Chances are, you have seen internet advertisements for do-it-yourself form wills. “Do I need an attorney to make a will at all?” you might have asked yourself. But in our opinion, if you want to make sure that your will is valid, you need an attorney.
Here is why. In form wills, you get what you pay for. They do not come bundled with legal or tax planning advise. In fact, when we called up one of the famous companies offering this service, we had to listen to a warning that said that they do not provide legal advise. Yet, that same website advertized that you will get to speak to a lawyer as part of the package. This sounds like one of the many things advertized on the internet that are too good to be true or plain don’t make sense.
The truth is, a company that sells you a form will is not going to provide you with an attorney or a conference room for an execution ceremony and will not testify on your behalf if a will is ever examined in court.
In our estimate, every do-it-yourself will is problematic, and over half of them are invalid. People who try to validate (probate) form wills in Surrogate’s Court often run into trouble even if the will is unchallenged. Form wills are apparent as such, and raise the judge’s suspicion right away. If such a will is challenged, admitting it to probate is much more difficult. The court will require proof of a proper execution ceremony, and it is not satisfied with such proof, it may declare the will to be invalid.
What Will Happen if Your Will is Declared Invalid
If your will is declared invalid, the court will distribute your property according to New York’s intestacy laws. Your estate would still be divided only among your relatives, and the proportions of the distribution will most likely be different then what you would have wanted. You will loose the opportunity to leave out some of your relatives, and children may gain access to large sums of money upon turning 18.
Here is how estates are distributed under New York’s intestacy laws:
- If you are survived by a spouse and children, your spouse will take the first $50,000 and one-half of the rest of your estate, and your children would share the rest.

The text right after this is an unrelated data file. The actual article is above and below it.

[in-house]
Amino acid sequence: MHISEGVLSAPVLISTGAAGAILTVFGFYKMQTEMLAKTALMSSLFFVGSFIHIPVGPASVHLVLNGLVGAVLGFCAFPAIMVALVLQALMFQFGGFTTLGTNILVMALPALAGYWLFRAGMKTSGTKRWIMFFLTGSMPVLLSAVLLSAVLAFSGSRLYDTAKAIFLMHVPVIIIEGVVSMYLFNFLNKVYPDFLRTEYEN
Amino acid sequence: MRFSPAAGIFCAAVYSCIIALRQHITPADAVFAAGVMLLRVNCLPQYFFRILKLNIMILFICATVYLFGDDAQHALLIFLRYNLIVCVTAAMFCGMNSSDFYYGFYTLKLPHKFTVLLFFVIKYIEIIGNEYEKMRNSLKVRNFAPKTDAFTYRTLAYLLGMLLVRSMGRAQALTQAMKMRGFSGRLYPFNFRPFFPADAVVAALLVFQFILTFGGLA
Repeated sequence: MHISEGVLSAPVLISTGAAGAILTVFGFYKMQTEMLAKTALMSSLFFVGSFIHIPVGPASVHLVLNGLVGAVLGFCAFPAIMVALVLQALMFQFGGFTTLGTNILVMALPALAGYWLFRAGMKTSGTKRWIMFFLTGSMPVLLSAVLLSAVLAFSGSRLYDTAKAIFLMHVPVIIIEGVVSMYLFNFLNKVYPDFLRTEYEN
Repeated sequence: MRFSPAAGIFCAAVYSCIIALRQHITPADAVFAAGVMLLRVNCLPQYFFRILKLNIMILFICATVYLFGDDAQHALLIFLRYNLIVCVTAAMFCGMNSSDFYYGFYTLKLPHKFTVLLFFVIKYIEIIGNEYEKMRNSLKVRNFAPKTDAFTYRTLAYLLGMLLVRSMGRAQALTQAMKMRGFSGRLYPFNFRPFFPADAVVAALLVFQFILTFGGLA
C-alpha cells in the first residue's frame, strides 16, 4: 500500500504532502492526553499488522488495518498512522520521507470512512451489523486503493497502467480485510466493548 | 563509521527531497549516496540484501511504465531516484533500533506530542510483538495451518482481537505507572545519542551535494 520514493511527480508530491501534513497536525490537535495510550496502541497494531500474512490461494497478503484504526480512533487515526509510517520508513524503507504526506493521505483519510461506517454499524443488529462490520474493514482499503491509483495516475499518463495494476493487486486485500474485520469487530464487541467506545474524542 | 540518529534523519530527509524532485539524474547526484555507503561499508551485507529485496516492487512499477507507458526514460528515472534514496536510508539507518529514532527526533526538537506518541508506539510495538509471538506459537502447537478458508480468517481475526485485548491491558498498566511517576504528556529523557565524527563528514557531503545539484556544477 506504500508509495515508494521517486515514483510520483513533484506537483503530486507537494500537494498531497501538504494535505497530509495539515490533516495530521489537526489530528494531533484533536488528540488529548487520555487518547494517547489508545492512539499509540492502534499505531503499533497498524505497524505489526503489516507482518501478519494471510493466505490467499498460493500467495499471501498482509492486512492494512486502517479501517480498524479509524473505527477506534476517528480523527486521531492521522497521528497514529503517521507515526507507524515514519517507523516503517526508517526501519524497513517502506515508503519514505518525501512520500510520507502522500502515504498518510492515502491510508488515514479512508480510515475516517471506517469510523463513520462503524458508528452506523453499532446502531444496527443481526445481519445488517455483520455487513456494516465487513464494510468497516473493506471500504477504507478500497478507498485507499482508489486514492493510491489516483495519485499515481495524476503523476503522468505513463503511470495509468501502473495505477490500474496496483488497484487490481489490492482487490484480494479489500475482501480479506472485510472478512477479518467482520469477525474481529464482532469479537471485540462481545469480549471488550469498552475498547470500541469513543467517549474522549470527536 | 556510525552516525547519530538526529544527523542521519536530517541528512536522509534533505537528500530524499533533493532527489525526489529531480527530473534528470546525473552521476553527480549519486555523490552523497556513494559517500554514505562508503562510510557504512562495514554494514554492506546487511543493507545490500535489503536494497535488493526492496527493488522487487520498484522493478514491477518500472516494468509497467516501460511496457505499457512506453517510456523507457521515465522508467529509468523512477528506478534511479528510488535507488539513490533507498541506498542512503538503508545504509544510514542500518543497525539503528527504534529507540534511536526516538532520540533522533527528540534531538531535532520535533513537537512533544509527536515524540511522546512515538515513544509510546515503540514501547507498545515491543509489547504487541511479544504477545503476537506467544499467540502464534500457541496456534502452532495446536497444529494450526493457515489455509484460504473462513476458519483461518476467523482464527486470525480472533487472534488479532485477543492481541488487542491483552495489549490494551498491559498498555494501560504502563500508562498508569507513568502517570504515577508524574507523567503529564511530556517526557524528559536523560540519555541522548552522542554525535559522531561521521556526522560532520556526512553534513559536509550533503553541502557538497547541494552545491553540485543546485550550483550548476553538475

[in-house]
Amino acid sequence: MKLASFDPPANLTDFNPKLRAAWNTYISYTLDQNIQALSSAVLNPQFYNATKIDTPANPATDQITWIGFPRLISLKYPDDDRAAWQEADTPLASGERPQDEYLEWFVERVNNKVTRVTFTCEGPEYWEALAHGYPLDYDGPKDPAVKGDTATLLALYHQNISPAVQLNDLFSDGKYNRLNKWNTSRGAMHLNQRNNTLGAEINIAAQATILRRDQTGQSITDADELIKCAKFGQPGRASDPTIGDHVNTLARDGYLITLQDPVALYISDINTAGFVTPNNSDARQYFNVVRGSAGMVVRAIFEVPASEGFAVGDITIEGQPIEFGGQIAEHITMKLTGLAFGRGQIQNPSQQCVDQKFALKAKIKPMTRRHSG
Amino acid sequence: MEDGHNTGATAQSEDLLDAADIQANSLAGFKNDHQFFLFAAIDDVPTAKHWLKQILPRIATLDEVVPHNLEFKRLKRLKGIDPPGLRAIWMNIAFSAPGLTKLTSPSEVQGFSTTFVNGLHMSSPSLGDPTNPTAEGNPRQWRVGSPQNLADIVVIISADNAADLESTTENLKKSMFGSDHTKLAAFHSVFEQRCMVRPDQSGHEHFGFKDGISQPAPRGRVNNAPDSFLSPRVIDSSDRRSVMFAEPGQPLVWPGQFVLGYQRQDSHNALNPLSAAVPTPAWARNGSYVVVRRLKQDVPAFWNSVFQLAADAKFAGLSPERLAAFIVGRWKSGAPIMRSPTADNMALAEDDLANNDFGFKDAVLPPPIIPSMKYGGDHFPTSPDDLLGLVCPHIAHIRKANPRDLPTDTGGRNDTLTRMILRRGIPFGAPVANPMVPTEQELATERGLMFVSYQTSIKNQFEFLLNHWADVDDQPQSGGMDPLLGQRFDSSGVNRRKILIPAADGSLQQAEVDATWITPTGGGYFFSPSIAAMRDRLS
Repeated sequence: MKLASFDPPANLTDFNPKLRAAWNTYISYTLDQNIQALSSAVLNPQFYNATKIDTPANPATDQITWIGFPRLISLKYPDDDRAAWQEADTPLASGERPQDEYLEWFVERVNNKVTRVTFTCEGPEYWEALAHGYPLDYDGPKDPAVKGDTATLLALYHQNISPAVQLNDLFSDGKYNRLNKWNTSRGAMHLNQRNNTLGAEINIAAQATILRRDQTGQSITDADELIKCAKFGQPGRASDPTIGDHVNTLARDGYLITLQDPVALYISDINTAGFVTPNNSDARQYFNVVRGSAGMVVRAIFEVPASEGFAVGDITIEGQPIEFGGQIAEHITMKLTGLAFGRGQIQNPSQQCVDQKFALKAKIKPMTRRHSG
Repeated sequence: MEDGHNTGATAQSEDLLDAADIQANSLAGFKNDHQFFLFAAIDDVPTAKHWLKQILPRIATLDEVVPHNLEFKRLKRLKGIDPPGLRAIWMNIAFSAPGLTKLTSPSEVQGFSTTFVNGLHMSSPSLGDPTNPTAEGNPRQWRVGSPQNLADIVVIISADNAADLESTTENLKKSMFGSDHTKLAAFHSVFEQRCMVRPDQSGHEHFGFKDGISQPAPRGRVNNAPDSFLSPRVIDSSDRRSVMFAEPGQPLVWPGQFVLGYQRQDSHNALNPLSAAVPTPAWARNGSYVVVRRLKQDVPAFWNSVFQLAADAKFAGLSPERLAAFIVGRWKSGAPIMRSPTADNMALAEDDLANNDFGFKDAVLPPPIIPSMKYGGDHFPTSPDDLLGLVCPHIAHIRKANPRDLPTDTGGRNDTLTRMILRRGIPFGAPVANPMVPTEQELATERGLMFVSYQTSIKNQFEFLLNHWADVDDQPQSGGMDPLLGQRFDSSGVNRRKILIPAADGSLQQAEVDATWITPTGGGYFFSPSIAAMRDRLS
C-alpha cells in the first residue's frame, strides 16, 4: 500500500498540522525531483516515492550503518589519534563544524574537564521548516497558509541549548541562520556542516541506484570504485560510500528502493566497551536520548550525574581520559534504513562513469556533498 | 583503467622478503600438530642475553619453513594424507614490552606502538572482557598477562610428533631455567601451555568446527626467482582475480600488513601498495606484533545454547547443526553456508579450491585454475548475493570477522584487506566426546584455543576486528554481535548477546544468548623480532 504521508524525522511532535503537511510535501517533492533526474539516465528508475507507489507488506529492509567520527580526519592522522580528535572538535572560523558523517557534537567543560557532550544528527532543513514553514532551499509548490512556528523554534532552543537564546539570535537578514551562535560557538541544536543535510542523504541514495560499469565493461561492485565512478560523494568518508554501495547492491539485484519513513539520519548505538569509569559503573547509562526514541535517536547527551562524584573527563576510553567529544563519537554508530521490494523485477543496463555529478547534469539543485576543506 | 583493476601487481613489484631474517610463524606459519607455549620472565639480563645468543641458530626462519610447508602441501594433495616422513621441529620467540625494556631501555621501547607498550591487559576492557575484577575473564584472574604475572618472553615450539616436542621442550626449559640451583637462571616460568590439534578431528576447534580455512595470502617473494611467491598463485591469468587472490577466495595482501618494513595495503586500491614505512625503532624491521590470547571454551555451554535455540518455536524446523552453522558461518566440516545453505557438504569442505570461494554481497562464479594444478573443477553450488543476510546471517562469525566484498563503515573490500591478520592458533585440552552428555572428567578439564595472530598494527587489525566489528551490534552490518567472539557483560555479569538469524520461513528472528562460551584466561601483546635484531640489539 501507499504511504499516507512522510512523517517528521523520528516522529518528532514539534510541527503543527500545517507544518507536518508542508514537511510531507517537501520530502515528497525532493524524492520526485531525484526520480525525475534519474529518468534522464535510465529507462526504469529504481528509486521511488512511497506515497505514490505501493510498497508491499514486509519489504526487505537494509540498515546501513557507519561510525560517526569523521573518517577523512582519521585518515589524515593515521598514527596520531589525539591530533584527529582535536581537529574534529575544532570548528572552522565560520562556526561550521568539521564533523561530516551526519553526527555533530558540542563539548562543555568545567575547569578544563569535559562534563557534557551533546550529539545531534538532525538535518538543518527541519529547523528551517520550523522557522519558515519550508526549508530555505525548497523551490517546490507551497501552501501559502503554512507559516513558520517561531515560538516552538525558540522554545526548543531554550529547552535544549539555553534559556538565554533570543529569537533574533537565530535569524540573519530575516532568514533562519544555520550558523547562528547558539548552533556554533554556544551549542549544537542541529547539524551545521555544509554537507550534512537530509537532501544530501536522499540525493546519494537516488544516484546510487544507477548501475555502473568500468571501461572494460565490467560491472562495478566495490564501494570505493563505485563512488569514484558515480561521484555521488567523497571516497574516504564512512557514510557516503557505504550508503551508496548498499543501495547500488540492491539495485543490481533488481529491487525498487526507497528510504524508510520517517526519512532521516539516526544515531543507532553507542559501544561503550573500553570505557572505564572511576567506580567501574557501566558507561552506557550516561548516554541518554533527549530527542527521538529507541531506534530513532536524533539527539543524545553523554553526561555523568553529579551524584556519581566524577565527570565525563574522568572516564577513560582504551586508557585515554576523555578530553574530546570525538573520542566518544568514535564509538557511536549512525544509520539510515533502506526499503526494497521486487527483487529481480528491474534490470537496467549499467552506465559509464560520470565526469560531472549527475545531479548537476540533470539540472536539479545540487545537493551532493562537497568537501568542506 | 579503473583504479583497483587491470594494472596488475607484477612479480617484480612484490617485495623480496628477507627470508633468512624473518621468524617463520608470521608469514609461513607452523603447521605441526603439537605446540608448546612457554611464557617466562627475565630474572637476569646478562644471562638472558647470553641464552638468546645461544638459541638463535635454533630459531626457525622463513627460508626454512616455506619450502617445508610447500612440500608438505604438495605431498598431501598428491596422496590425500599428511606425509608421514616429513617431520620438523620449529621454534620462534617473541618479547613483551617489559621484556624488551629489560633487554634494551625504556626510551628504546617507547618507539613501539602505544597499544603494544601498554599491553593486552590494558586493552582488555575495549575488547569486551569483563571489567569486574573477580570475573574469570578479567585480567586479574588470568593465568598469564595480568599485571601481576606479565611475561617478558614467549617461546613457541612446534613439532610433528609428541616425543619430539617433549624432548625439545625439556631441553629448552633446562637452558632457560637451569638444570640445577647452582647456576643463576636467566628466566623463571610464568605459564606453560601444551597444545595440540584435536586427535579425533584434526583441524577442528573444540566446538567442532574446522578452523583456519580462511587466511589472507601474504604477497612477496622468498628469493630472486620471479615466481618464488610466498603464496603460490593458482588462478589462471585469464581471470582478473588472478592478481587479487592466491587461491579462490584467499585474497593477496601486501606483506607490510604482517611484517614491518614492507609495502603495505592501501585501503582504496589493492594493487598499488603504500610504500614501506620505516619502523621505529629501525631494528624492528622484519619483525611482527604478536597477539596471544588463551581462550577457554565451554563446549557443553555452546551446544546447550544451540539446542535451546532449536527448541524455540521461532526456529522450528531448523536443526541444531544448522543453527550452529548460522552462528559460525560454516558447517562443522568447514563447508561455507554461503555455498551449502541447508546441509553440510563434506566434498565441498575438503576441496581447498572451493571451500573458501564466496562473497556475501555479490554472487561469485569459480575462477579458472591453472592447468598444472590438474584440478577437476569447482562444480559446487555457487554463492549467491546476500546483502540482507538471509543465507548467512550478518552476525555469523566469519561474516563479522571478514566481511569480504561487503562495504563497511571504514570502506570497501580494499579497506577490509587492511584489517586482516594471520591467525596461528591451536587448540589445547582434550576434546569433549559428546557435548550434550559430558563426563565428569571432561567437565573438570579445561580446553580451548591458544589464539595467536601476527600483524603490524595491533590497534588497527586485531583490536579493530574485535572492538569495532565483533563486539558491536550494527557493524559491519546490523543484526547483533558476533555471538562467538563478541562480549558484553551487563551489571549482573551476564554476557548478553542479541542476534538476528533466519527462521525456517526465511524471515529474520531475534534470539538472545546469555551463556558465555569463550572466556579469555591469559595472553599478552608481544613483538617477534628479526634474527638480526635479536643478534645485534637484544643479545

- If you die after your spouse, your children will share equally in your estate.
- If you have a child that died before you, that child’s children will share equally in that child’s share.
- If you are not survived by wife or children, your estate would go your parents, uncles/aunts and cousins.
- If the court will not be able to find any of your relatives beyond a certain degree, the state will take over your property.
Without a Valid Will, Your Family Would “Inherit” Attorneys’ Fees, Estate Taxes, Confusion and Feuds
If you leave behind a business, real estate, or financial papers which it would be a loss to sell at the current market conditions, the court might force your estate to sell such an asset. If you leave behind an asset which requires management, the court might direct your heirs to jointly manage the asset, without defining each heir’s role. Such co-ownership often results in feuding over money and control, which leads to years of litigation and tens of thousands of dollars spent on probate lawyers.
In your will, you may select who will serve as your executor (the person who handles your estate). You would choose someone that you trust, probably a relative and someone who is familiar with your property. Without a will, the family might disagree whom the court should appoint as an executor, which may result in feuding and probate litigation.
Making a will is a good time for tax planning, saving your heirs tens of thousands of dollars in estate taxes. It is also a good time to calculate your estate tax liability and make sure that your estate has liquid assets to satisfy estate taxes. Otherwise, the probate court will force your heirs to sell a part of their inheritance to pay for estate taxes.
If you have young children…
If your children would be under the age of 18 at the time of your death, the probate court will appoint a guardian to manage your children’s share of your estate. Usually, the children’s other parent will be appointed as guardian, which is probably what you would have wanted anyway. However, the court may also require the guardian to post a bond. The guardian would also need the court’s prior permission to use money from your estate to pay for the child’s needs, such as education, clothing, and medical care. The probate court will require annual accountings of how the estate was used to benefit the child. The court will also oversee investments made by the court-appointed guardian. A properly drafted will avoids those problems.
If you and your spouse would ever die at the same time leaving behind minor children, you might make a provision of who will be the guardian of the child’s person. You would probably choose a relative, someone who shares your system of values and beliefs, and someone who the child knows well and is comfortable with.
Most wills are quick to draft and cost less then you think. Call the Law Offices of Albert Goodwin at (212) 233-1233 and make an appointment to devise a cost-effective estate plan.